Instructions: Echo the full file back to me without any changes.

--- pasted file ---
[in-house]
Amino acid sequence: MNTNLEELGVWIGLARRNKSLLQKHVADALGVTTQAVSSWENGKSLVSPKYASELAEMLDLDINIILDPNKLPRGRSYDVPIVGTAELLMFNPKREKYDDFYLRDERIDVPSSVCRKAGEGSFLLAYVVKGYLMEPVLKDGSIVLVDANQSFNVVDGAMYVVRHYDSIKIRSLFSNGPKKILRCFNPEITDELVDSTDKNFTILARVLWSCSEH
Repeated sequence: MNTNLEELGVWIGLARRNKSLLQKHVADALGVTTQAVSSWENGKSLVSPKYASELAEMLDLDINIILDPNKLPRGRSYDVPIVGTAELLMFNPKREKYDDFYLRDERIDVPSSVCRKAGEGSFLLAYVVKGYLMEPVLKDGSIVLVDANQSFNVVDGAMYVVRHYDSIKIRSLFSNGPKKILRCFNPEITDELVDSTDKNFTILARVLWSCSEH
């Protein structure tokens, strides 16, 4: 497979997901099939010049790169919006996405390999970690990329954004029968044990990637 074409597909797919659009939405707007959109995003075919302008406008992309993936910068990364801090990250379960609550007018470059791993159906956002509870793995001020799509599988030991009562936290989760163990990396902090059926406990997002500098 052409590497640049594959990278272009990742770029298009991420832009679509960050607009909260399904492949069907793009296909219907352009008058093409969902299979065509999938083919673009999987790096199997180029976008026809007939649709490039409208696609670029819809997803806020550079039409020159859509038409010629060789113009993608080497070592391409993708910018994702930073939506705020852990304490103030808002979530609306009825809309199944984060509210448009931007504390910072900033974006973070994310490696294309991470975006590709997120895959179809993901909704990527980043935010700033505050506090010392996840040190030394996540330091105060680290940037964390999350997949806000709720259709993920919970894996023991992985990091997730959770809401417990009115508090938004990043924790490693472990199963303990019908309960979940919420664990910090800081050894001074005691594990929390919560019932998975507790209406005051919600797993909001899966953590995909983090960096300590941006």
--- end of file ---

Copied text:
[in-house]
Amino acid sequence: MNTNLEELGVWIGLARRNKSLLQKHVADALGVTTQAVSSWENGKSLVSPKYASELAEMLDLDINIILDPNKLPRGRSYDVPIVGTAELLMFNPKREKYDDFYLRDERIDVPSSVCRKAGEGSFLLAYVVKGYLMEPVLKDGSIVLVDANQSFNVVDGAMYVVRHYDSIKIRSLFSNGPKKILRCFNPEITDELVDSTDKNFTILARVLWSCSEH
Repeated sequence: MNTNLEELGVWIGLARRNKSLLQKHVADALGVTTQAVSSWENGKSLVSPKYASELAEMLDLDINIILDPNKLPRGRSYDVPIVGTAELLMFNPKREKYDDFYLRDERIDVPSSVCRKAGEGSFLLAYVVKGYLMEPVLKDGSIVLVDANQSFNVVDGAMYVVRHYDSIKIRSLFSNGPKKILRCFNPEITDELVDSTDKNFTILARVLWSCSEH
């Protein structure tokens, strides 16, 4: 497979997901099939010049790169919006996405390999970690990329954004029968044990990637 074409597909797919659009939405707007959109995003075919302008406008992309993936910068990364801090990250379960609550007018470059791993159906956002509870793995001020799509599988030991009562936290989760163990990396902090059926406990997002500098 052409590497640049594959990278272009990742770029298009991420832009679509960050607009909260399904492949069907793009296909219907352009008058093409969902299979065509999938083919673009999987790096199997180029976008026809007939649709490039409208696609670029819809997803806020550079039409020159859509038409010629060789113009993608080497070592391409993708910018994702930073939506705020852990304490103030808002979530609306009825809309199944984060509210448009931007504390910072900033974006973070994310490696294309991470975006590709997120895959179809993901909704990527980043935010700033505050506090010392996840040190030394996540330091105060680290940037964390999350997949806000709720259709993920919970894996023991992985990091997730959770809401417990009115508090938004990043924790490693472990199963303990019908309960979940919420664990910090800081050894001074005691594990929390919560019932998975507790209406005051919600797993909001899966953590995909983090960096300590941006």